Having described the activities to get everything out of your Tromsø visit, let’s cut to the case. Back to the weeks of anticipation: it was time to hit the road for a proper Northern Lights hunt. Seeing the magical green light show is on many people’s bucket list nowadays. There are websites and apps to check weather conditions (evidently, clear skies are a requirement to take in the spectacular nature phenomenon) and magnetic activity, providing you with Kp values, scores and percentages to indicate your chances of catching a glimpse of the Aurora Borealis. For us, the reason to venture out to the cold winter of Northern Norway and Sweden was to see the Northern Lights in their full glory. To not leave everything up to mere luck, we had booked an evening bus tour with Chasing Lights – one of the many tour companies in Tromsø offering northern lights tours. Checking the webcam of the Tromsø skies with our app before getting on the bus made us a bit wary (clouded skies), but when our enthusiastic guide told us not to worry since we would drive as far as needed to get a clear view of the night skies and they had caught a good show the night before, we had high hopes again. Although I must say, I find it’s always tricky when someone tells you that views has been amazing the day or night before, because disappointment of being so close yet seeing nothing increases when you know that if you would have just been there one day earlier you would have witnessed something amazing.
Our guides – a student from Estonia and another from the Netherlands – hop out of the bus every then and now to scan the skies for grey streaks and take a picture to see if any green lights are registered by their camera. And then the bus comes to a halt… Overexcited but not so quickly (it takes some time to put on all our layers of clothing again) we get out of the bus near a relatively busy road. It’s not the romantic spot on an open field I’d hoped for, but the Northern Lights shoot across the sky from a lid that seems to have opened somewhere on the horizon. Its intensity increases, decreases and then increases again – shooting over our heads and showing us a humble dance performance. It’s an amazing sight, but I have to admit there’s no ‘ohs’ and ‘ahs’ coming from my mouth. I’d read about the lights being brighter and more colourful on pictures than what you can see with the naked eye, but I had expected my eyes to register at least some green colours. Instead it’s just grey and white. ‘Ohs’ and ‘ ahs’ are however coming from the direction of my partner, who is standing some metres away from me, playing with his camera settings and amazed by the results his camera display is showing him. The pictures are undoubtedly bucket list worthy for any photographer: straight out of a National Geographic Traveller or Lonely Planet Magazine.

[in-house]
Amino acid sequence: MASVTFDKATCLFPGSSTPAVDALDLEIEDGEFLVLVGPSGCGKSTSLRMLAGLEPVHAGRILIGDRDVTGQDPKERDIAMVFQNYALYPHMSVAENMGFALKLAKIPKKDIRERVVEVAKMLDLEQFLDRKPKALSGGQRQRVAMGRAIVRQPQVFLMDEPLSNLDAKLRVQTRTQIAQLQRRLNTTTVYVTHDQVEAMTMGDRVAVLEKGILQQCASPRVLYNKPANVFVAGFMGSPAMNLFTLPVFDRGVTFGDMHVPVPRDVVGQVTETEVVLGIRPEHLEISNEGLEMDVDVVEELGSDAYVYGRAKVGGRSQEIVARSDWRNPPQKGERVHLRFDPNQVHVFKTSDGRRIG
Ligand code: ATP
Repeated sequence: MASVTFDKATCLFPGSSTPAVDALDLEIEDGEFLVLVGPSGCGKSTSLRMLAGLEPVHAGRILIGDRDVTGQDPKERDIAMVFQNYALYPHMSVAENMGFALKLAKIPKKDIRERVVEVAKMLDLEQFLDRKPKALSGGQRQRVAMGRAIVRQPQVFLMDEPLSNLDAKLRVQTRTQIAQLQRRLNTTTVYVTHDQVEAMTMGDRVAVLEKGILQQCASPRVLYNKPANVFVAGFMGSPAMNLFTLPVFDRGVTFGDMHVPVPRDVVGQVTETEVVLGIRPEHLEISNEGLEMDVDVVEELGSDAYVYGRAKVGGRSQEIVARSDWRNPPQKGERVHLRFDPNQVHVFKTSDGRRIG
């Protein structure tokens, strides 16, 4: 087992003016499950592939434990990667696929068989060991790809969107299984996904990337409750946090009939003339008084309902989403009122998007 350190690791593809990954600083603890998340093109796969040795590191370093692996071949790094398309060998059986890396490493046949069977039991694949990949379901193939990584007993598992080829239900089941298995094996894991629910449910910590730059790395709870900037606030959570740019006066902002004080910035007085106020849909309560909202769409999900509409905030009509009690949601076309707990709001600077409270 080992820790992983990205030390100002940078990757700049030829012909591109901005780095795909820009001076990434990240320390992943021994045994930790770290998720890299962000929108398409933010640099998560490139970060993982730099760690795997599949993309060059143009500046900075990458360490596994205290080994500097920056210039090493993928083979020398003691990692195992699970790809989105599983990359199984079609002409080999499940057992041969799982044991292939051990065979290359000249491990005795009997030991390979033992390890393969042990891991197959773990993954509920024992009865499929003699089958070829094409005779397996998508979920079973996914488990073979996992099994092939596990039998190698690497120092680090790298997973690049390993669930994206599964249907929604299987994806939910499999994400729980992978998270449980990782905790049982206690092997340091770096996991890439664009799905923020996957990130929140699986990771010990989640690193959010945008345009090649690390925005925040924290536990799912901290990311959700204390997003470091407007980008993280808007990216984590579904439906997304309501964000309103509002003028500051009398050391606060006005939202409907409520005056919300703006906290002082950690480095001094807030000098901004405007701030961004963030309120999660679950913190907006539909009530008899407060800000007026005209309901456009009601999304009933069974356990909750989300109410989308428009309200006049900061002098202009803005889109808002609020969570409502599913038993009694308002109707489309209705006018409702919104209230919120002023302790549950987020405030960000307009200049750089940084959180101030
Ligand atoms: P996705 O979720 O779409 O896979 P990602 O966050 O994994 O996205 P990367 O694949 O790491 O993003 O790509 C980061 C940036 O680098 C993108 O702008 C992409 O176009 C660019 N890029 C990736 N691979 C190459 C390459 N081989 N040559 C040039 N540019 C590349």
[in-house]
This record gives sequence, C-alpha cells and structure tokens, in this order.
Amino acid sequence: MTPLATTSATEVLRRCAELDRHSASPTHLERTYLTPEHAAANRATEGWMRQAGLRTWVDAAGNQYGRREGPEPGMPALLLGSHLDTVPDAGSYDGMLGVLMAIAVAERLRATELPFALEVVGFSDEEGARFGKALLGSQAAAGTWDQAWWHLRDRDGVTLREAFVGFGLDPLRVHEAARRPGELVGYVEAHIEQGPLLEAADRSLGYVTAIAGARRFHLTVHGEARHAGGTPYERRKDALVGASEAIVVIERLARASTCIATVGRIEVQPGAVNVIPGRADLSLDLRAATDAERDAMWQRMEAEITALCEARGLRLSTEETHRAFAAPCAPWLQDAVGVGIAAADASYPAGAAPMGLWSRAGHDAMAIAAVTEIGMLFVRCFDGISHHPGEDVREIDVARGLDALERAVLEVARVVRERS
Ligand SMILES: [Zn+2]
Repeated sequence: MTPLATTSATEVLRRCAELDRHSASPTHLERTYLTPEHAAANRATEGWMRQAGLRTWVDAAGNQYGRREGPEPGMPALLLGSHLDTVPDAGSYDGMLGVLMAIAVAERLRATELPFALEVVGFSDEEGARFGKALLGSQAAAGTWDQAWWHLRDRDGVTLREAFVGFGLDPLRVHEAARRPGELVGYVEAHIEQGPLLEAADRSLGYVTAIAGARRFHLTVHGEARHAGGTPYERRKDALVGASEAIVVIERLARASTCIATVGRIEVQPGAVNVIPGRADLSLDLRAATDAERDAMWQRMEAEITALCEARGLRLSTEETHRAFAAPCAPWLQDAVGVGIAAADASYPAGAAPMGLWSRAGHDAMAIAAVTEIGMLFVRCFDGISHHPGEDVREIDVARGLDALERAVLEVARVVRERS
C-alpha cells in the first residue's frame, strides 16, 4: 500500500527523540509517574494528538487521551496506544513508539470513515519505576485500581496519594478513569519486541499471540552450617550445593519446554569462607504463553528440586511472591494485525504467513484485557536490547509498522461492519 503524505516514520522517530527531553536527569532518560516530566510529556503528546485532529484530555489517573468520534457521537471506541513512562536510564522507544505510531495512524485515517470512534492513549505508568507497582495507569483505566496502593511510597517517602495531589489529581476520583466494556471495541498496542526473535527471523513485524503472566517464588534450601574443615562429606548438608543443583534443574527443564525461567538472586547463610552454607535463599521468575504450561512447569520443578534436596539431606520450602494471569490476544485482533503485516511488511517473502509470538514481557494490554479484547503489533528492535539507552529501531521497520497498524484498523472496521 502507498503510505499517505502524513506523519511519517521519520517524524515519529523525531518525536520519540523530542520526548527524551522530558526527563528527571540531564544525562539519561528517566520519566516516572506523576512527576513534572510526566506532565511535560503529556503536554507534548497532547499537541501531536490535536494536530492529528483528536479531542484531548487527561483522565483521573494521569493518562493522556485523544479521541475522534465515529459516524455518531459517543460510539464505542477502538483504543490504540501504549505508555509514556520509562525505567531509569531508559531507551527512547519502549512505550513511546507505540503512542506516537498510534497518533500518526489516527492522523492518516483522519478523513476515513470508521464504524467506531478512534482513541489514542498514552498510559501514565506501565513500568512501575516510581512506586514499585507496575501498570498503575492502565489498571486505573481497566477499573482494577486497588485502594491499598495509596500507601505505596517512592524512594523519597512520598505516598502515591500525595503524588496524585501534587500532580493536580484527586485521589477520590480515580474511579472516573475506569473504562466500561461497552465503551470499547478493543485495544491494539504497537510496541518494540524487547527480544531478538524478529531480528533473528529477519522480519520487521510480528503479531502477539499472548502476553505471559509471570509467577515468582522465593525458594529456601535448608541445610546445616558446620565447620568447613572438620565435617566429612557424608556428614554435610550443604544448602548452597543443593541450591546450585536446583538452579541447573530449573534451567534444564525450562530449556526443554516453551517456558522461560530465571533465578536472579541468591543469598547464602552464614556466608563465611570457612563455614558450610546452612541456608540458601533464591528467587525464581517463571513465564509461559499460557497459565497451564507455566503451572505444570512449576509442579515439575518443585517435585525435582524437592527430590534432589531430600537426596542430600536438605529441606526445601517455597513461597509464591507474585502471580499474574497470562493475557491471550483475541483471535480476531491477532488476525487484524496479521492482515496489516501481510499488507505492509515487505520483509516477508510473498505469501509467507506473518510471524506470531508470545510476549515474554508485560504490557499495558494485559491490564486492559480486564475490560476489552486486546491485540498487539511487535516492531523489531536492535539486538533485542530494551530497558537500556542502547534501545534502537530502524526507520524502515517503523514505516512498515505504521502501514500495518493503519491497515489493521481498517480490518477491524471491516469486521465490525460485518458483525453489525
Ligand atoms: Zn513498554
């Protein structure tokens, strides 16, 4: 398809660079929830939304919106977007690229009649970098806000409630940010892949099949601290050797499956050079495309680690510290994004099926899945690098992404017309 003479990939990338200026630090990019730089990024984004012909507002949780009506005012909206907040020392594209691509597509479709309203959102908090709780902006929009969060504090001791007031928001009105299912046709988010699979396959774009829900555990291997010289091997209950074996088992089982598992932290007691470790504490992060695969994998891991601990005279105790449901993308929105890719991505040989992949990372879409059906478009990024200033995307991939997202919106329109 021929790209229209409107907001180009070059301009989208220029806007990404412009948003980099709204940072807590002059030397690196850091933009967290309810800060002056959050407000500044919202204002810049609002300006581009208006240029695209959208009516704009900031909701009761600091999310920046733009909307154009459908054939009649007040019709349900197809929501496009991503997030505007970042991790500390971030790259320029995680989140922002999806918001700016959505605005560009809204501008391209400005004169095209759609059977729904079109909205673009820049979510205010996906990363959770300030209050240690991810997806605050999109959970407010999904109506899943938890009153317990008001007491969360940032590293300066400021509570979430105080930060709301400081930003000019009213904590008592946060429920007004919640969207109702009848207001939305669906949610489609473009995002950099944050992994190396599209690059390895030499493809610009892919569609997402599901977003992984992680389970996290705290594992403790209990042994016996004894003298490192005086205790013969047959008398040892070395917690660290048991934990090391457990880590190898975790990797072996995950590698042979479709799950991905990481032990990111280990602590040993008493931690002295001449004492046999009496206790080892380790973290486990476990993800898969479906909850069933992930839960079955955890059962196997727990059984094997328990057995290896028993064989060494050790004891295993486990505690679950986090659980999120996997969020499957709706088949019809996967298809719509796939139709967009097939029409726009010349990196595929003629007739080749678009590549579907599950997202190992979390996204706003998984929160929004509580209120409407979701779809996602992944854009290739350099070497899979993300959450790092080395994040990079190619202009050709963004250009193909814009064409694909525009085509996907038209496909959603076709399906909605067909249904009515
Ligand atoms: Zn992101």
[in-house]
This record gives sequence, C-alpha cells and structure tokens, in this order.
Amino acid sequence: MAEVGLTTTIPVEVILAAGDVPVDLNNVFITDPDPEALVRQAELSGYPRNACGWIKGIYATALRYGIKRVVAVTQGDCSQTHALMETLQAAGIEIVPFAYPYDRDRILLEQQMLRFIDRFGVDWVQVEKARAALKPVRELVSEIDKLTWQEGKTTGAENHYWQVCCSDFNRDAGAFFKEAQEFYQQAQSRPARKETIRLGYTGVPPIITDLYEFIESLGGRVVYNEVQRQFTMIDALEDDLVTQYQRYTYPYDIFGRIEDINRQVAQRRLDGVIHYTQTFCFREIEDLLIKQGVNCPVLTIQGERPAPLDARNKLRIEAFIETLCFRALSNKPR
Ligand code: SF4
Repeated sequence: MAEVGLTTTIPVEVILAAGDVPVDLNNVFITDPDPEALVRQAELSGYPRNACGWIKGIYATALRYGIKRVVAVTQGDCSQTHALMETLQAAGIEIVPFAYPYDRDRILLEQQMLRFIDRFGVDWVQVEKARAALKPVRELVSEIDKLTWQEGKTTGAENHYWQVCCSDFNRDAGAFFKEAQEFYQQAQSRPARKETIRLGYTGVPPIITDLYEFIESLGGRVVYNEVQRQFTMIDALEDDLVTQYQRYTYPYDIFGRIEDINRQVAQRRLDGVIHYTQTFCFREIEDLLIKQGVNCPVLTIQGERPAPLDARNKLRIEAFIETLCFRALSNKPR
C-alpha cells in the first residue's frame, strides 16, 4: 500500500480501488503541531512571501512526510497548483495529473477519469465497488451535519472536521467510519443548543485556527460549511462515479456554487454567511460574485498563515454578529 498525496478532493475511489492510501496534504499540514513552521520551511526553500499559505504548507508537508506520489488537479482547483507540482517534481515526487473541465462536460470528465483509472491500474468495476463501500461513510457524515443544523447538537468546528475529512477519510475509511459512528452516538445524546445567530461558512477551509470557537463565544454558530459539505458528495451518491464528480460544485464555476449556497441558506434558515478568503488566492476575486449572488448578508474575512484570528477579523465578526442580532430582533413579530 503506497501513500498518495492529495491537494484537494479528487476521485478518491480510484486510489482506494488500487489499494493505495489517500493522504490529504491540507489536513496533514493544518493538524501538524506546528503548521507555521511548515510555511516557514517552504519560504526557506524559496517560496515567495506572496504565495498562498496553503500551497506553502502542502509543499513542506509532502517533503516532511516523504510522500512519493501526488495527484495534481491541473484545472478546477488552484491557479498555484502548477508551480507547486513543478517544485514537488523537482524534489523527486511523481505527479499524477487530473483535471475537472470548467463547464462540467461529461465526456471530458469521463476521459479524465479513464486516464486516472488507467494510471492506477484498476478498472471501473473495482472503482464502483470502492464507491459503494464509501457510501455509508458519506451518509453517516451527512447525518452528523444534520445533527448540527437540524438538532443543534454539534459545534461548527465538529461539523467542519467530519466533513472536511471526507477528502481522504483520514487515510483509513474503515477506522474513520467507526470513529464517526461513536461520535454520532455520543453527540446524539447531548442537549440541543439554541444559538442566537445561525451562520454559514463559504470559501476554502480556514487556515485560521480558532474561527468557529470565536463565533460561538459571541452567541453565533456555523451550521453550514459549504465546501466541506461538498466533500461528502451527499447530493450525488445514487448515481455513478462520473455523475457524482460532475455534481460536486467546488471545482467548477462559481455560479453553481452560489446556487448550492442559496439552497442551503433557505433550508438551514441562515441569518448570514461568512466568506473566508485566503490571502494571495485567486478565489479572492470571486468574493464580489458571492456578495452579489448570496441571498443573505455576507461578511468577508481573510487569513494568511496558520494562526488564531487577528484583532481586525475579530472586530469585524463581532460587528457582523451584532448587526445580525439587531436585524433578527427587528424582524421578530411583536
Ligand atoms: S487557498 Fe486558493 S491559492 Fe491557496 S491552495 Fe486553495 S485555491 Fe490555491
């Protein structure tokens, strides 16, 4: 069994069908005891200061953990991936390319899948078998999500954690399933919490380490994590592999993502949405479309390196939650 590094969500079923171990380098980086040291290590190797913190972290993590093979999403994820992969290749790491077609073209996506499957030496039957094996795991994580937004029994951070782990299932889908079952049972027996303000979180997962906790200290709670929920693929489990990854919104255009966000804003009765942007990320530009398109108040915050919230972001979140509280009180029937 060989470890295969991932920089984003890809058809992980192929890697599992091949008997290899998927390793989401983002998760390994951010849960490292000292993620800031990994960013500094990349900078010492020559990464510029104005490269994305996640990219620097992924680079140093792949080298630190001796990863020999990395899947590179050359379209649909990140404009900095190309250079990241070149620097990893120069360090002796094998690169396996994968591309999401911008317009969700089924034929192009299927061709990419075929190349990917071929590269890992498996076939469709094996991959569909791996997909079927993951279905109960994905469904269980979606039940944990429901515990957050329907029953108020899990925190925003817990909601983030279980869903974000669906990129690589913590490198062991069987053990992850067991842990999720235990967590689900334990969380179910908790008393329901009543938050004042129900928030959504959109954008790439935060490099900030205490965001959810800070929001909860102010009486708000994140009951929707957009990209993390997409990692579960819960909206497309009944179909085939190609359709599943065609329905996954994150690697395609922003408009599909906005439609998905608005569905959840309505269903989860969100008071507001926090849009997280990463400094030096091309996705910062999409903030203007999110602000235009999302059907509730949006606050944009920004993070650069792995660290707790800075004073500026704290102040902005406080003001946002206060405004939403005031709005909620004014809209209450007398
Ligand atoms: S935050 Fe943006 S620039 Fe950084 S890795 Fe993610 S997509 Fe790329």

Some minutes after I’ve lost all feeling in my toes despite the two pairs of woolen socks and snow boots, we hop on the bus again to look for another scenery – only to get out a minute later as the lights have started dancing again. The dancing, less humble now, does give me that amazed feeling and I find myself talking to the skies: “yes beautiful, bring it on, you can do it” and trying to make some pictures and a movie with my compact camera. I can tell you now, that will not work. Please bring an SLR camera AND a tripod with you (if you don’t have it, borrow one – it’s really worth it!). This might seem a very obvious remark (who would spent this money and travel all the way to Northern Norway and not bring a good quality camera along?) but you would not be the first not to do so, nor the last to regret that.